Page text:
But hard numbers would help a lot more than anecdotal studies. Most research doesn’t look at a game’s specific features and how it does or doesn’t contribute to learning certain tasks. Even then, in testing to see whether a theory or certain game model is the real factor behind learning, we also have to ask whether it can be something we can separate from the game itself. The problem with “pleasurable experience” exploration is that it’s mostly going to be “yes” since it’s a different style of learning than students are used to. If just rote memorization is 500 times more effective than playing games, but we only look at what’s “fun,” schools could potentially greatly hurt students by focusing only on what’s “fun.”
In his chapter, John L. Sherry argues that we need to look at whether a game has a novel feature or approach to learning that makes it useful. Does that feature cause students to just pay more attention, which made the lesson easier to learn? Was there a skill difference between teachers? For TV and education, features that can help aid in learning include the use of color, shot scale, editing, gender of the characters, sound effects, and even the “type” of character, among other factors, and sometimes, these are assumed to be the same for and applied with games. That’s a problem. We need to really research features and then match the appropriate ones with the right game to get students to learn a specific lesson.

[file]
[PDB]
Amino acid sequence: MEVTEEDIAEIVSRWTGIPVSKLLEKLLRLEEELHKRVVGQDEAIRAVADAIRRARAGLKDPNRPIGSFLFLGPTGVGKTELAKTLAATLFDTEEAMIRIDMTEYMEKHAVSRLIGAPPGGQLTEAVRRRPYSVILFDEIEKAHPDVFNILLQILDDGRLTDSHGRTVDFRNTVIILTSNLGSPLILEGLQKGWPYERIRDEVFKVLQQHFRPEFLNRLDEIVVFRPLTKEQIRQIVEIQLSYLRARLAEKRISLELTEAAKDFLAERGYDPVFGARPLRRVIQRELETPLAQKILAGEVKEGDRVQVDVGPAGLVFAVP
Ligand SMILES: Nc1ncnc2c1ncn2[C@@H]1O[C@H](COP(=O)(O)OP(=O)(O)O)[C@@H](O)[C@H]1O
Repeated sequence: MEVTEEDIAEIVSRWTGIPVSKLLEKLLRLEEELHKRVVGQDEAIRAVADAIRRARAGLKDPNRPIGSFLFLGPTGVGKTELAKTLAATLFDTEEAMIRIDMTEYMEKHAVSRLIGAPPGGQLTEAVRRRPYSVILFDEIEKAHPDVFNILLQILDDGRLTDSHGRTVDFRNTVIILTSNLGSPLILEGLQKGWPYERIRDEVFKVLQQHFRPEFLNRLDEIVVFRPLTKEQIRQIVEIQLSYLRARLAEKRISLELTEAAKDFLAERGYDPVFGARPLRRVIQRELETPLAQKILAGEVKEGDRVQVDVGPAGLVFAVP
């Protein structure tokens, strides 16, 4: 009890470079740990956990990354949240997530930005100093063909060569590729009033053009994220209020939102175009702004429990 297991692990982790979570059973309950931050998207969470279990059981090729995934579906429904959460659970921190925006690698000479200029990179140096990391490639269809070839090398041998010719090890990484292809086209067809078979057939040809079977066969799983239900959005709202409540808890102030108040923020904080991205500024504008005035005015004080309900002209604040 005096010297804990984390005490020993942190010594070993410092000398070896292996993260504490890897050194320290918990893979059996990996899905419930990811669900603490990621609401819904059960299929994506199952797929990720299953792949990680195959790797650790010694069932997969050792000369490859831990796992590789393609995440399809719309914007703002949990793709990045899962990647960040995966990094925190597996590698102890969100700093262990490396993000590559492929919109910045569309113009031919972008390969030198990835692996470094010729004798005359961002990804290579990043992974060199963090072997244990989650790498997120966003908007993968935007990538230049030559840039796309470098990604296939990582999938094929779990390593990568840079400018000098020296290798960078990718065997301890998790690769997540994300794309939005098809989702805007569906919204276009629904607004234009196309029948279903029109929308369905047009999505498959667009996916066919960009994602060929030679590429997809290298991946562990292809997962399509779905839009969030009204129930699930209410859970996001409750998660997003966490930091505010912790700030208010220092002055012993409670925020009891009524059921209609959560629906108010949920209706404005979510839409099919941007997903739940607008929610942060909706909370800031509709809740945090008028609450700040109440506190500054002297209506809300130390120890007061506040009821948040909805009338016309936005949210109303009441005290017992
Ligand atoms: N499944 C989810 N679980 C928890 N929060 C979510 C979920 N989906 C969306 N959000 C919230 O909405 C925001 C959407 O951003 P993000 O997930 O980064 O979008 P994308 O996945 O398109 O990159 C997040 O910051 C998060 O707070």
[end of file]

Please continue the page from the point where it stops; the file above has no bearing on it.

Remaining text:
For example, 2-D matching games may test memory, color recognition, patterns, and/or mental placement/manipulation. If we make the same game 3-D, the manipulation test becomes more difficult. If we add in multiplayer, you add predicting opponents’ movements and plays to to the list of skills being used. Objectives? Now you have to memorize locations and strategies. And that’s before we add individual skills. What happens if someone’s 3-D mental rotational skills suck? He’ll tend to suck at the game, and as with any other learning method you’re poor at, you’re less likely to enjoy it and have the “pleasurable experience” that is researchers’ favorite measure of a game’s educational quality.